Posted Online: Jan. 14, 2013, 5:31 pm
Cohabitation doesn't confer 'married' filing status
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By Bruce Williams
DEAR BRUCE: My boyfriend and I recently bought a home together. I was married previously and itemized my taxes for years with the previous home I owned.
But now with this house, which is in both of our names, who gets to itemize? Can we file taxes as a married couple, even though we are not legally married? -- Reader, via email
DEAR READER: To answer your last question first, no, you cannot file as a married couple if you're not married.
I have stated many times I am not in favor of unmarried people buying a home together. As you know, since you're divorced, it's difficult enough to settle these matters when you are married. The law is so deficient on matters regarding unmarried couples as to militate against buying a home together as you did.
Depending on your income, it may or may not pay you to itemize. If you do, you can claim half of the interest paid on the mortgage. It may be that one or the other of you is better off with the standard deductions. If there's any question in your mind, see a tax professional.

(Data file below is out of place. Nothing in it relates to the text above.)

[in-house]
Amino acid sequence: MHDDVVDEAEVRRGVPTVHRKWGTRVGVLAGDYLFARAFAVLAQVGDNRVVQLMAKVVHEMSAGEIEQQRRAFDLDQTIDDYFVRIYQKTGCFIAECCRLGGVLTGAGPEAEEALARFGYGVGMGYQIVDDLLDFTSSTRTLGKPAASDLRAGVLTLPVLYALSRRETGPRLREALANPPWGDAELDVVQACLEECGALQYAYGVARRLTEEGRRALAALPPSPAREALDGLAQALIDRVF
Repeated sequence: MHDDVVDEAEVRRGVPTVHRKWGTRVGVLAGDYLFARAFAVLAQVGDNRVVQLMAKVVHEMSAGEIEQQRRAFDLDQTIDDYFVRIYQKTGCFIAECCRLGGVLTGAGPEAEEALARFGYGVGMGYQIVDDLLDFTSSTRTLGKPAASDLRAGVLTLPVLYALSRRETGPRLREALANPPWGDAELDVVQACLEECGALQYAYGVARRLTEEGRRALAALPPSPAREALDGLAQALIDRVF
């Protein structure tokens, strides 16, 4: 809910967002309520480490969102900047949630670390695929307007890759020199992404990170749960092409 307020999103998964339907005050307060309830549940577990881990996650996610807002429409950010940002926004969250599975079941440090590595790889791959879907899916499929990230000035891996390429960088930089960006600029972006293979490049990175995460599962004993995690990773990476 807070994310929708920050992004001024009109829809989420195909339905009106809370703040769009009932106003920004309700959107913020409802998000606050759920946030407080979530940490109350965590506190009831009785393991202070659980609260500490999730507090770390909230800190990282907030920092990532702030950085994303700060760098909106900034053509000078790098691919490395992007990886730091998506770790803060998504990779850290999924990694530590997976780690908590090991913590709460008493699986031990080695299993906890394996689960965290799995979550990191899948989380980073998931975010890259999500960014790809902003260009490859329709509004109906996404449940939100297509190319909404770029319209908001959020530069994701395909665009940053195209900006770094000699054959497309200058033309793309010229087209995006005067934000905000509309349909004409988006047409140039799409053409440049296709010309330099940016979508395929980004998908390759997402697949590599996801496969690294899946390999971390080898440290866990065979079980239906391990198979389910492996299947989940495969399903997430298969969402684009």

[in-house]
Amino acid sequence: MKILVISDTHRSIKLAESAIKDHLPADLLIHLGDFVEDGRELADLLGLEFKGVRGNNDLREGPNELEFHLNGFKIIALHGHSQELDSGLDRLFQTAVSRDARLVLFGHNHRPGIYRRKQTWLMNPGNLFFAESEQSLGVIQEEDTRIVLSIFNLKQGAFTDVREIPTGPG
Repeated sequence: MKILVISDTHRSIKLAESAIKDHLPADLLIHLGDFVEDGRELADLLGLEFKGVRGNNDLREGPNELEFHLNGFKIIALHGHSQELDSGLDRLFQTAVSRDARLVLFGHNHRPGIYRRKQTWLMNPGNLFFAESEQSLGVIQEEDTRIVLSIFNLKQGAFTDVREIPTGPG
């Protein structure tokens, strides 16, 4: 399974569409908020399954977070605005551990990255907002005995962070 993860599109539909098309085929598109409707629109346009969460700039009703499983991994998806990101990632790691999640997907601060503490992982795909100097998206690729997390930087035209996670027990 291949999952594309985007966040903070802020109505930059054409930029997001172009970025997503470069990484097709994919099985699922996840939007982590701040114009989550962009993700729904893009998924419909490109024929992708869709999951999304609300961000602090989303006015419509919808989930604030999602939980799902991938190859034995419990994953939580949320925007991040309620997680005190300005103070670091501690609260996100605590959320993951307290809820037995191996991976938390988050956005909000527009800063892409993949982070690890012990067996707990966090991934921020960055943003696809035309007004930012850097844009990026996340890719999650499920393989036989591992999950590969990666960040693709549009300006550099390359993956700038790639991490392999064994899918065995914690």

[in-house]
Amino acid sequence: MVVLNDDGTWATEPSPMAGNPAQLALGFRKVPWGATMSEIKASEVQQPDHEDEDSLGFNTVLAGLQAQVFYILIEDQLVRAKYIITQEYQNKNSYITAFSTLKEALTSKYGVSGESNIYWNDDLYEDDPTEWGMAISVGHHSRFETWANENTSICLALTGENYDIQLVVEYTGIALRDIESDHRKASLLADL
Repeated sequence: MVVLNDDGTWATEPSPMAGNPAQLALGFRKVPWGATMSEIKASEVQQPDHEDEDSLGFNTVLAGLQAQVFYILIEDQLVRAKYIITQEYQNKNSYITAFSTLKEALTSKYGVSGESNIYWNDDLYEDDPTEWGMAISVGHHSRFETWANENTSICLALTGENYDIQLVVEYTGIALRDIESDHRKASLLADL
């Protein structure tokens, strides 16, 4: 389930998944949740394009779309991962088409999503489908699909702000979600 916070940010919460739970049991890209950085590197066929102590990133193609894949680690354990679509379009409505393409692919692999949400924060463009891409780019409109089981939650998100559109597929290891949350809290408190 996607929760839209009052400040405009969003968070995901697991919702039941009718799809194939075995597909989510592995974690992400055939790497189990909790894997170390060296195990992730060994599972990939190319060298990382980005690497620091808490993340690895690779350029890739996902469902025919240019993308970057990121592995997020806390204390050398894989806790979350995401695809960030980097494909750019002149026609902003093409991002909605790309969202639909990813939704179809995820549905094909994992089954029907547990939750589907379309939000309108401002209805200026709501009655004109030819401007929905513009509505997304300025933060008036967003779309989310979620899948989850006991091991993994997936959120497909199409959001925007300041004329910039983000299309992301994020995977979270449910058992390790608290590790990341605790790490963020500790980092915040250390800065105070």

DEAR BRUCE: My husband and I are in our 70s. It's a second marriage for both of us, as our previous spouses are deceased. When we married, we agreed in a prenuptial that what each of us brought to the marriage, we would keep in case of a divorce.
Since then, my husband sold a piece of property and bought the house we now live in. His will states that if he should die, the home we now live in goes to me for as long as I live and then to his children.
We had it notarized and signed by two witnesses. My question is, since it was not done by a lawyer, can there ever be a problem with the will? -- S.J., via email
DEAR S.J.: I have no problem with giving you life rights on the home. It is appropriate and proper. That having been observed, making these changes to his will without the help of a professional is foolish. The fact that you had it notarized and witnessed can mean little, if anything.
This could affect you for many, many years. Why not do it the smart way and have an attorney draw a proper will conveying life rights, etc.? You will both sleep better, and this way there will be no burden on his children to make concessions to you that otherwise they might prefer not to make.
(Send questions to email@example.com or to Smart Money, P.O. Box 7150, Hudson, FL 34674. Questions of general interest will be answered in future columns. Owing to the volume of mail, personal replies cannot be provided.)